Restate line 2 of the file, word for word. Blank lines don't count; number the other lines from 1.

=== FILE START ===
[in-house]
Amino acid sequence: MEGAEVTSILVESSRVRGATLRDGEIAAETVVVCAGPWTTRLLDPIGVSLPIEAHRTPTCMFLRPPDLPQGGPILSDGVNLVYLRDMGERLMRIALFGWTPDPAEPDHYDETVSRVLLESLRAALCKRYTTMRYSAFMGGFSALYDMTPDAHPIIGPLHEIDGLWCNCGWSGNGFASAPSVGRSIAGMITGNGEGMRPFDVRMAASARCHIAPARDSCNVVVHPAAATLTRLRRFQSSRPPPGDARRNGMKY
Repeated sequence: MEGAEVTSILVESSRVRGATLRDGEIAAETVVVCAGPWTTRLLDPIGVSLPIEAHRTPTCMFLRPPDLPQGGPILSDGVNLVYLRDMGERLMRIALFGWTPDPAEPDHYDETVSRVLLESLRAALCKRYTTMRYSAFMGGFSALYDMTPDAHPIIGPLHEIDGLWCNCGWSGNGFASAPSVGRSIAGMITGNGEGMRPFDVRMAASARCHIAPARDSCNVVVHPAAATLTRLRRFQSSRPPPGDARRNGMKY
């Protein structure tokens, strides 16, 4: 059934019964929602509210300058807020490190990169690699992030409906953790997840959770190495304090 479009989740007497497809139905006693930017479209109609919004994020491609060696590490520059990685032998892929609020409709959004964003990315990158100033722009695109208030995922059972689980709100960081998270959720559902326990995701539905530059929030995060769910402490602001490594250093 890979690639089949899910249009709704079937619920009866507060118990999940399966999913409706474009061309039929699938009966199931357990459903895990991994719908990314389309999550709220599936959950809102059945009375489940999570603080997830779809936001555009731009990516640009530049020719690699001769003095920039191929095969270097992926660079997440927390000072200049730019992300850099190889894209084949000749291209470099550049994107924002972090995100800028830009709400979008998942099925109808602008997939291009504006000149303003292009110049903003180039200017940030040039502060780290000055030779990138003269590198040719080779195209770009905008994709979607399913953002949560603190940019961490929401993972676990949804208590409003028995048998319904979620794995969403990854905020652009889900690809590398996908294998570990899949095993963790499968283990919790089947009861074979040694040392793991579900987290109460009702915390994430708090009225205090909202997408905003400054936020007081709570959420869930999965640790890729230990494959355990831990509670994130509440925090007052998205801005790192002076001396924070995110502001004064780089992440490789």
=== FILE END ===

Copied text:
Amino acid sequence: MEGAEVTSILVESSRVRGATLRDGEIAAETVVVCAGPWTTRLLDPIGVSLPIEAHRTPTCMFLRPPDLPQGGPILSDGVNLVYLRDMGERLMRIALFGWTPDPAEPDHYDETVSRVLLESLRAALCKRYTTMRYSAFMGGFSALYDMTPDAHPIIGPLHEIDGLWCNCGWSGNGFASAPSVGRSIAGMITGNGEGMRPFDVRMAASARCHIAPARDSCNVVVHPAAATLTRLRRFQSSRPPPGDARRNGMKY